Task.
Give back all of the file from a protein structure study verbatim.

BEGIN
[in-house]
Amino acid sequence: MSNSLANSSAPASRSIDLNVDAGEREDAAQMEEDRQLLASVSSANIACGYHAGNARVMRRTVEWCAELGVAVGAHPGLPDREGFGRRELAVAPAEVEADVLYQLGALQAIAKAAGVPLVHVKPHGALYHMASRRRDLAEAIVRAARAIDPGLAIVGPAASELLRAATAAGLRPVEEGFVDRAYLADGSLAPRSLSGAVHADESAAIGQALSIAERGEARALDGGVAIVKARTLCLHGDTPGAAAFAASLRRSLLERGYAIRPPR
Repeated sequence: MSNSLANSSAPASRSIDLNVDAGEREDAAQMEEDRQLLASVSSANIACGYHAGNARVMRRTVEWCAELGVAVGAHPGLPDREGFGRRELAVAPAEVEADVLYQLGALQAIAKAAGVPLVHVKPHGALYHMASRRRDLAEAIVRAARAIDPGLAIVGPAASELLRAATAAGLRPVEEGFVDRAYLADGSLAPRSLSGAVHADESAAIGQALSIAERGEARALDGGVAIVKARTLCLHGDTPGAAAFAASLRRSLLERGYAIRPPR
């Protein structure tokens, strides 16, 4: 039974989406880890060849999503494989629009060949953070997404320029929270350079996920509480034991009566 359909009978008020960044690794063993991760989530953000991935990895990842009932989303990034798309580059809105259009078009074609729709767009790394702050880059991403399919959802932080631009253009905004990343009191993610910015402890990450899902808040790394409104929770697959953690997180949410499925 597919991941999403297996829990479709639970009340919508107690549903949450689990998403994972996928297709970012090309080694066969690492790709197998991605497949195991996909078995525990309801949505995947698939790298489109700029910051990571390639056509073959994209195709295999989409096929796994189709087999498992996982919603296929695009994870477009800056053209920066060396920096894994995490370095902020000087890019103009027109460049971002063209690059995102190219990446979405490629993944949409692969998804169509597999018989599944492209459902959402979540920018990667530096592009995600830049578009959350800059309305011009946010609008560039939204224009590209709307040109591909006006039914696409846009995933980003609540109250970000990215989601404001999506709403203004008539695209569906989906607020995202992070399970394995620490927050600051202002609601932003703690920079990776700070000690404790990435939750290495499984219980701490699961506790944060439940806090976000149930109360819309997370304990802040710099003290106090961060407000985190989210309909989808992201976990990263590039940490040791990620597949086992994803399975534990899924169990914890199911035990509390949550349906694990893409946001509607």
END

[in-house]
Amino acid sequence: MSNSLANSSAPASRSIDLNVDAGEREDAAQMEEDRQLLASVSSANIACGYHAGNARVMRRTVEWCAELGVAVGAHPGLPDREGFGRRELAVAPAEVEADVLYQLGALQAIAKAAGVPLVHVKPHGALYHMASRRRDLAEAIVRAARAIDPGLAIVGPAASELLRAATAAGLRPVEEGFVDRAYLADGSLAPRSLSGAVHADESAAIGQALSIAERGEARALDGGVAIVKARTLCLHGDTPGAAAFAASLRRSLLERGYAIRPPR
Repeated sequence: MSNSLANSSAPASRSIDLNVDAGEREDAAQMEEDRQLLASVSSANIACGYHAGNARVMRRTVEWCAELGVAVGAHPGLPDREGFGRRELAVAPAEVEADVLYQLGALQAIAKAAGVPLVHVKPHGALYHMASRRRDLAEAIVRAARAIDPGLAIVGPAASELLRAATAAGLRPVEEGFVDRAYLADGSLAPRSLSGAVHADESAAIGQALSIAERGEARALDGGVAIVKARTLCLHGDTPGAAAFAASLRRSLLERGYAIRPPR
């Protein structure tokens, strides 16, 4: 039974989406880890060849999503494989629009060949953070997404320029929270350079996920509480034991009566 359909009978008020960044690794063993991760989530953000991935990895990842009932989303990034798309580059809105259009078009074609729709767009790394702050880059991403399919959802932080631009253009905004990343009191993610910015402890990450899902808040790394409104929770697959953690997180949410499925 597919991941999403297996829990479709639970009340919508107690549903949450689990998403994972996928297709970012090309080694066969690492790709197998991605497949195991996909078995525990309801949505995947698939790298489109700029910051990571390639056509073959994209195709295999989409096929796994189709087999498992996982919603296929695009994870477009800056053209920066060396920096894994995490370095902020000087890019103009027109460049971002063209690059995102190219990446979405490629993944949409692969998804169509597999018989599944492209459902959402979540920018990667530096592009995600830049578009959350800059309305011009946010609008560039939204224009590209709307040109591909006006039914696409846009995933980003609540109250970000990215989601404001999506709403203004008539695209569906989906607020995202992070399970394995620490927050600051202002609601932003703690920079990776700070000690404790990435939750290495499984219980701490699961506790944060439940806090976000149930109360819309997370304990802040710099003290106090961060407000985190989210309909989808992201976990990263590039940490040791990620597949086992994803399975534990899924169990914890199911035990509390949550349906694990893409946001509607």